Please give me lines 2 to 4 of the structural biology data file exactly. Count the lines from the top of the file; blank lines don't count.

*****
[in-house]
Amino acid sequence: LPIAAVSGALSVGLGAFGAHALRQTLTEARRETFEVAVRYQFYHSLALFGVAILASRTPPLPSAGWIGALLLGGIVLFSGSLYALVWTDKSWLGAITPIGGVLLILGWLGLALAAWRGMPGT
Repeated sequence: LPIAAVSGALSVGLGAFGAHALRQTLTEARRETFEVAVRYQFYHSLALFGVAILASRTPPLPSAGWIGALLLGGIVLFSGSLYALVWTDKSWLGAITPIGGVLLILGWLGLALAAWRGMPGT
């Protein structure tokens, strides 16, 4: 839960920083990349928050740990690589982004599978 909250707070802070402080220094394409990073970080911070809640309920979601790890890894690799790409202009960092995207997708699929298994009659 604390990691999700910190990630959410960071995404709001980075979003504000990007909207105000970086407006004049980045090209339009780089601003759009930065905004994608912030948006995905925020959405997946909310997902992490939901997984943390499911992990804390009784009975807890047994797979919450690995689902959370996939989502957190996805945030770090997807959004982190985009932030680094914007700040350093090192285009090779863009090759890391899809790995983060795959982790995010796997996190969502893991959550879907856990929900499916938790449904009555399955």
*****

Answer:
Amino acid sequence: LPIAAVSGALSVGLGAFGAHALRQTLTEARRETFEVAVRYQFYHSLALFGVAILASRTPPLPSAGWIGALLLGGIVLFSGSLYALVWTDKSWLGAITPIGGVLLILGWLGLALAAWRGMPGT
Repeated sequence: LPIAAVSGALSVGLGAFGAHALRQTLTEARRETFEVAVRYQFYHSLALFGVAILASRTPPLPSAGWIGALLLGGIVLFSGSLYALVWTDKSWLGAITPIGGVLLILGWLGLALAAWRGMPGT
């Protein structure tokens, strides 16, 4: 839960920083990349928050740990690589982004599978 909250707070802070402080220094394409990073970080911070809640309920979601790890890894690799790409202009960092995207997708699929298994009659 604390990691999700910190990630959410960071995404709001980075979003504000990007909207105000970086407006004049980045090209339009780089601003759009930065905004994608912030948006995905925020959405997946909310997902992490939901997984943390499911992990804390009784009975807890047994797979919450690995689902959370996939989502957190996805945030770090997807959004982190985009932030680094914007700040350093090192285009090779863009090759890391899809790995983060795959982790995010796997996190969502893991959550879907856990929900499916938790449904009555399955």